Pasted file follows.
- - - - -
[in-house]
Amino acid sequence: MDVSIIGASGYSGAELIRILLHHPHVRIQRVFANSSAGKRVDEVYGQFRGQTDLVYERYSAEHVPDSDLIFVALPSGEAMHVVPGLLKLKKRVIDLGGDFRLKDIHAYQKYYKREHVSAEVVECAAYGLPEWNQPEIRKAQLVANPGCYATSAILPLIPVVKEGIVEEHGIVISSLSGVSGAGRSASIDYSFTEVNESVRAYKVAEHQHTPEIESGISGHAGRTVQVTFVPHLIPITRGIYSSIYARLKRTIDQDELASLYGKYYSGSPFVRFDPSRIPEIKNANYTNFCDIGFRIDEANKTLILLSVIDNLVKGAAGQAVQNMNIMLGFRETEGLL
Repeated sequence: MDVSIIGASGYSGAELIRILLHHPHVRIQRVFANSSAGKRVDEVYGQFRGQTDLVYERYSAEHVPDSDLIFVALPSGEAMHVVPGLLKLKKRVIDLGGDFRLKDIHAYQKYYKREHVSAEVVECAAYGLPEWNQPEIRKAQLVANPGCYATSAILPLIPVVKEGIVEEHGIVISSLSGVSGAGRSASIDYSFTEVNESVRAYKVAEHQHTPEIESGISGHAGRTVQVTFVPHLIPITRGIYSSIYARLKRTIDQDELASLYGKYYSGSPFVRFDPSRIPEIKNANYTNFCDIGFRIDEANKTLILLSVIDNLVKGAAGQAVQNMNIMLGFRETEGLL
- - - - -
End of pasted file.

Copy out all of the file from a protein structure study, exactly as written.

[in-house]
Amino acid sequence: MDVSIIGASGYSGAELIRILLHHPHVRIQRVFANSSAGKRVDEVYGQFRGQTDLVYERYSAEHVPDSDLIFVALPSGEAMHVVPGLLKLKKRVIDLGGDFRLKDIHAYQKYYKREHVSAEVVECAAYGLPEWNQPEIRKAQLVANPGCYATSAILPLIPVVKEGIVEEHGIVISSLSGVSGAGRSASIDYSFTEVNESVRAYKVAEHQHTPEIESGISGHAGRTVQVTFVPHLIPITRGIYSSIYARLKRTIDQDELASLYGKYYSGSPFVRFDPSRIPEIKNANYTNFCDIGFRIDEANKTLILLSVIDNLVKGAAGQAVQNMNIMLGFRETEGLL
Repeated sequence: MDVSIIGASGYSGAELIRILLHHPHVRIQRVFANSSAGKRVDEVYGQFRGQTDLVYERYSAEHVPDSDLIFVALPSGEAMHVVPGLLKLKKRVIDLGGDFRLKDIHAYQKYYKREHVSAEVVECAAYGLPEWNQPEIRKAQLVANPGCYATSAILPLIPVVKEGIVEEHGIVISSLSGVSGAGRSASIDYSFTEVNESVRAYKVAEHQHTPEIESGISGHAGRTVQVTFVPHLIPITRGIYSSIYARLKRTIDQDELASLYGKYYSGSPFVRFDPSRIPEIKNANYTNFCDIGFRIDEANKTLILLSVIDNLVKGAAGQAVQNMNIMLGFRETEGLL